The mother of a teenager who committed suicide last year after he was bullied at his Bay Ridge school is putting all of her energy behind legislation aimed at addressing the growing problem of bullying in the U.S.
In fact, Maureen Fitzpatrick played an important role in crafting the legislation, according to a spokesperson for U.S. Rep. Dan Donovan, the bill’s sponsor.
Fitzpatrick’s son Danny Fitzpatrick, a former Holy Angels Catholic Academy student, hanged himself in the attic of the family’s Staten Island home in August 2016. He left behind a heart-wrenching suicide note in which he detailed being bullied during his time at the school.
The grieving mother attended a recent press conference to urge passage of Danny’s Law, a bill Donovan is sponsoring in her late son’s name.
Under the legislation, a task force would be created by the president to develop anti-bullying measures for schools. The task force members would include teachers, guidance counselors, psychologists, parents and kids who have been bullied.
“Danny’s Law seeks solutions for our nation’s bullying epidemic by creating protocols for educators, parents and students to dare to care and end the silence,” said Fitzpatrick, who has become a leading anti-bullying advocate. “With the policies that come from Danny’s Law, we can have positive interventions and a safe environment to help both bullies and victims. A task force of experts taking a look at the problem and offering solutions within and beyond the educational system is the right way forward.”
Donovan said he drafted the legislation because he was deeply moved by the Fitzpatrick tragedy.
“We can’t bring Danny back, but we can honor his life by preventing this type of tragedy from happening to another child and family,” Donovan said in a statement. “Danny’s family is incredibly brave to channel their grief into action. There isn’t one perfect solution, but Danny’s Law is a first step to creating a comprehensive strategy to tackle bullying nationwide.”
The task force would hold hearings and then issue a report containing recommendations on how to recognize and stop bullying. The panel would also make recommendations on policy changes.
Donovan’s bill has been endorsed by the United Federation of Teachers (UFT) and the American Federation of Teachers (AFT).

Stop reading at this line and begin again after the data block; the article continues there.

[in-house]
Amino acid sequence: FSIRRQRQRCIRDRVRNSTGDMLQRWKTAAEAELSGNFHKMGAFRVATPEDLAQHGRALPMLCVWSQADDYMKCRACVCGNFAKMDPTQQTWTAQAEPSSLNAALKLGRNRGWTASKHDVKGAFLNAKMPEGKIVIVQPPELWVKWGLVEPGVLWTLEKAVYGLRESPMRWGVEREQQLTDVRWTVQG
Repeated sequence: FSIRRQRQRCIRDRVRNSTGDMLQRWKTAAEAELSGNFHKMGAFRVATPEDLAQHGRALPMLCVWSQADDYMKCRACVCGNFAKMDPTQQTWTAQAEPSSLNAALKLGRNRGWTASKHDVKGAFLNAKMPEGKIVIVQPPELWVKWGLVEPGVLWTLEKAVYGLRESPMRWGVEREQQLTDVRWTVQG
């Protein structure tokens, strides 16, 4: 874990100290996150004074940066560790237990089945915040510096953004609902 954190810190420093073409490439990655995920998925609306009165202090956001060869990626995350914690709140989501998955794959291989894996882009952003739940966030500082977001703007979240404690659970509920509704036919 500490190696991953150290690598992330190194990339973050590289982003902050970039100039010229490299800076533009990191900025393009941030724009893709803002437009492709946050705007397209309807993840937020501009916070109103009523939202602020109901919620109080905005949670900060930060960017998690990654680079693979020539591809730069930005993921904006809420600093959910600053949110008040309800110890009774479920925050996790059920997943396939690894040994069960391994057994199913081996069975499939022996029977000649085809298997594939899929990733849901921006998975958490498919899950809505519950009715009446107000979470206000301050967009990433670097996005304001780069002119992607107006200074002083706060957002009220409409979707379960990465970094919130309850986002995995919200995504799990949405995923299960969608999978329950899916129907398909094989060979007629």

“Danny’s Law gives us an opportunity to come together, identify the best ways to tackle bullying and then share them with parents and educators across the nation. By coming together, we can identify the best tools to help individual students and the most effective techniques to change a school’s culture,” UFT President Michael Mulgrew said in a statement.
AFT President Randi Weingarten said Danny’s Law is a sensible approach. “Bullying is pervasive in all areas of the country, and this legislation should pass overwhelmingly on a bipartisan basis,” she stated.
Bullying is a growing problem in schools in New York and across the nation, Donovan said.
More than three quarters of the children in grades 6-12 who responded to a New York City school survey reported that students bully and intimidate their fellow students, Donovan said.
The effect on families is devastating, experts said.
Shortly after the tragic death of Danny Fitzpatrick, his sister Eileen Fitzpatrick started a GoFundMe page to raise money to help her parents pay for his funeral.
Eileen Fitzpatrick wrote on GoFundMe that the funds left over after the funeral expenses were paid would be donated to an organization that raises awareness of the effects of bullying on children and works to prevent suicide.
“We have every intention to help other families never go through what we are going through,” she wrote.
The issue of bullying is also getting a great deal of attention at the city level.
Councilmember Mark Treyger (D-Coney Island-Gravesend-Bensonhurst) is sponsoring a bill with Councilmembers Daniel Dromm (D-East Elmhurst) and Mark Levine (D-Morningside Heights) that would require the Department of Education to provide the council with up-to-date data twice a year on bullying in city schools.
The bill was the subject of a hearing by the Education Committee.
The legislation will help the city keep track of how bullying trends start and whether parents are being informed of any bullying complaints involving their children, Treyger said.
Treyger, who taught high school history before entering politics, said his legislation is needed now more than ever.
“As a former educator, I’ve seen firsthand the physical, emotional and psychological impact that bullying can have on students and families,” Treyger said in a statement. “My new legislation is designed to help us learn how bullying begins, where bullying persists and whether or not schools have sufficient resources to tackle school climate issues. The more we know about bullying, the better prepared we are to stop it immediately.”